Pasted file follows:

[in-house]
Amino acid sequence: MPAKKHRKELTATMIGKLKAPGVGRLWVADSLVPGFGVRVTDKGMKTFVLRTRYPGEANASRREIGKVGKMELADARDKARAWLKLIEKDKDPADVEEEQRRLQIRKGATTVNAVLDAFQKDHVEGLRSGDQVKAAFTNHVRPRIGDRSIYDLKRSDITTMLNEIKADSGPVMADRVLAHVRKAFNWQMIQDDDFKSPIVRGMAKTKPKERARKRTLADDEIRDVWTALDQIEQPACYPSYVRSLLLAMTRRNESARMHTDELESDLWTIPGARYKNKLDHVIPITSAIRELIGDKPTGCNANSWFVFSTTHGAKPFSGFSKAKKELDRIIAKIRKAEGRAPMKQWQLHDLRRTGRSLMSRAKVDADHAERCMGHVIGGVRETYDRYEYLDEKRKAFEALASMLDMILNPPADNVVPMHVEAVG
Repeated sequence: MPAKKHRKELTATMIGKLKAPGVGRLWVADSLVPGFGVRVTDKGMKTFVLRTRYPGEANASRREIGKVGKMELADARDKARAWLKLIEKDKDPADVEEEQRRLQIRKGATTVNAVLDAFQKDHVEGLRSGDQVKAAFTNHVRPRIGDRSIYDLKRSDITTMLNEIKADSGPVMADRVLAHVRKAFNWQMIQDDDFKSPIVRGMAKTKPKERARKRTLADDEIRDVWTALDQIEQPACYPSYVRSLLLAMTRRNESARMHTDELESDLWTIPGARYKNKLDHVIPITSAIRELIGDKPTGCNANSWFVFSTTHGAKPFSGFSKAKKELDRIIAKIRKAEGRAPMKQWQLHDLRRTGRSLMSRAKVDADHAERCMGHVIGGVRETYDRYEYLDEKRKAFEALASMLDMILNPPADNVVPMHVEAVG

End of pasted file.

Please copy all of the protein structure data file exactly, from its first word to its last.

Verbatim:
[in-house]
Amino acid sequence: MPAKKHRKELTATMIGKLKAPGVGRLWVADSLVPGFGVRVTDKGMKTFVLRTRYPGEANASRREIGKVGKMELADARDKARAWLKLIEKDKDPADVEEEQRRLQIRKGATTVNAVLDAFQKDHVEGLRSGDQVKAAFTNHVRPRIGDRSIYDLKRSDITTMLNEIKADSGPVMADRVLAHVRKAFNWQMIQDDDFKSPIVRGMAKTKPKERARKRTLADDEIRDVWTALDQIEQPACYPSYVRSLLLAMTRRNESARMHTDELESDLWTIPGARYKNKLDHVIPITSAIRELIGDKPTGCNANSWFVFSTTHGAKPFSGFSKAKKELDRIIAKIRKAEGRAPMKQWQLHDLRRTGRSLMSRAKVDADHAERCMGHVIGGVRETYDRYEYLDEKRKAFEALASMLDMILNPPADNVVPMHVEAVG
Repeated sequence: MPAKKHRKELTATMIGKLKAPGVGRLWVADSLVPGFGVRVTDKGMKTFVLRTRYPGEANASRREIGKVGKMELADARDKARAWLKLIEKDKDPADVEEEQRRLQIRKGATTVNAVLDAFQKDHVEGLRSGDQVKAAFTNHVRPRIGDRSIYDLKRSDITTMLNEIKADSGPVMADRVLAHVRKAFNWQMIQDDDFKSPIVRGMAKTKPKERARKRTLADDEIRDVWTALDQIEQPACYPSYVRSLLLAMTRRNESARMHTDELESDLWTIPGARYKNKLDHVIPITSAIRELIGDKPTGCNANSWFVFSTTHGAKPFSGFSKAKKELDRIIAKIRKAEGRAPMKQWQLHDLRRTGRSLMSRAKVDADHAERCMGHVIGGVRETYDRYEYLDEKRKAFEALASMLDMILNPPADNVVPMHVEAVG